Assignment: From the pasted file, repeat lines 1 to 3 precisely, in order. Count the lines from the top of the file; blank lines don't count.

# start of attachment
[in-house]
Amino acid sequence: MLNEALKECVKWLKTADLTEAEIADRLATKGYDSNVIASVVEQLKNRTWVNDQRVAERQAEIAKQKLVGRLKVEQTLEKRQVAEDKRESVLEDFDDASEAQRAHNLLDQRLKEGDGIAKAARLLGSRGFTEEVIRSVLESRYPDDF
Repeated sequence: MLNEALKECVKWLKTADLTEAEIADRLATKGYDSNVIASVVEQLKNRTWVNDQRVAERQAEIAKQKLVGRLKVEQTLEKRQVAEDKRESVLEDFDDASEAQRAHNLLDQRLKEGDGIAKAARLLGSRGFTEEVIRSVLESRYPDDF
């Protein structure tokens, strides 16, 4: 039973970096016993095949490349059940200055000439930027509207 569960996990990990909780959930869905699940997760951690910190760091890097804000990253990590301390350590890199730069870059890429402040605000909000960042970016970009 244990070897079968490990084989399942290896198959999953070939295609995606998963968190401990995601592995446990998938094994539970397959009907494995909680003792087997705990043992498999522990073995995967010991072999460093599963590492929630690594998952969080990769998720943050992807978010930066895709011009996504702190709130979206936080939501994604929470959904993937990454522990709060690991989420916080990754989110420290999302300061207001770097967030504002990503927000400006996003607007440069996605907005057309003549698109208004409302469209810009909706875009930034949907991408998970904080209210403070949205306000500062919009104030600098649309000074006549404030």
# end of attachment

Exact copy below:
[in-house]
Amino acid sequence: MLNEALKECVKWLKTADLTEAEIADRLATKGYDSNVIASVVEQLKNRTWVNDQRVAERQAEIAKQKLVGRLKVEQTLEKRQVAEDKRESVLEDFDDASEAQRAHNLLDQRLKEGDGIAKAARLLGSRGFTEEVIRSVLESRYPDDF
Repeated sequence: MLNEALKECVKWLKTADLTEAEIADRLATKGYDSNVIASVVEQLKNRTWVNDQRVAERQAEIAKQKLVGRLKVEQTLEKRQVAEDKRESVLEDFDDASEAQRAHNLLDQRLKEGDGIAKAARLLGSRGFTEEVIRSVLESRYPDDF